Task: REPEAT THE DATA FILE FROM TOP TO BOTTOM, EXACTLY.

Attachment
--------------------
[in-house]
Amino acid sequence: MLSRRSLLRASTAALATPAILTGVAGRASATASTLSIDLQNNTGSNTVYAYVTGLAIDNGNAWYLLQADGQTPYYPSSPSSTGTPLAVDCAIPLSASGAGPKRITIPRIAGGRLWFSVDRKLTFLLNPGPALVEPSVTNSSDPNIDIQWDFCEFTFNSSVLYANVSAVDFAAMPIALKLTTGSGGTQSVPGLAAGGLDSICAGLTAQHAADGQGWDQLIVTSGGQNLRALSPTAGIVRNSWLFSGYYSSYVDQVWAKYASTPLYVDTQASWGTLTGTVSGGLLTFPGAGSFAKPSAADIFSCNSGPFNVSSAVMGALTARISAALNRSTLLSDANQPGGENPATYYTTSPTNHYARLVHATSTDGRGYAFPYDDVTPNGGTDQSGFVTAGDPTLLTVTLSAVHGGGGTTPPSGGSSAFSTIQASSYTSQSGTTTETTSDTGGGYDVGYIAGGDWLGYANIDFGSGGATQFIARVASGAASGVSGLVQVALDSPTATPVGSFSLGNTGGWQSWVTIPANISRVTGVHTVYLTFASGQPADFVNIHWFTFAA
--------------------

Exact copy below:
[in-house]
Amino acid sequence: MLSRRSLLRASTAALATPAILTGVAGRASATASTLSIDLQNNTGSNTVYAYVTGLAIDNGNAWYLLQADGQTPYYPSSPSSTGTPLAVDCAIPLSASGAGPKRITIPRIAGGRLWFSVDRKLTFLLNPGPALVEPSVTNSSDPNIDIQWDFCEFTFNSSVLYANVSAVDFAAMPIALKLTTGSGGTQSVPGLAAGGLDSICAGLTAQHAADGQGWDQLIVTSGGQNLRALSPTAGIVRNSWLFSGYYSSYVDQVWAKYASTPLYVDTQASWGTLTGTVSGGLLTFPGAGSFAKPSAADIFSCNSGPFNVSSAVMGALTARISAALNRSTLLSDANQPGGENPATYYTTSPTNHYARLVHATSTDGRGYAFPYDDVTPNGGTDQSGFVTAGDPTLLTVTLSAVHGGGGTTPPSGGSSAFSTIQASSYTSQSGTTTETTSDTGGGYDVGYIAGGDWLGYANIDFGSGGATQFIARVASGAASGVSGLVQVALDSPTATPVGSFSLGNTGGWQSWVTIPANISRVTGVHTVYLTFASGQPADFVNIHWFTFAA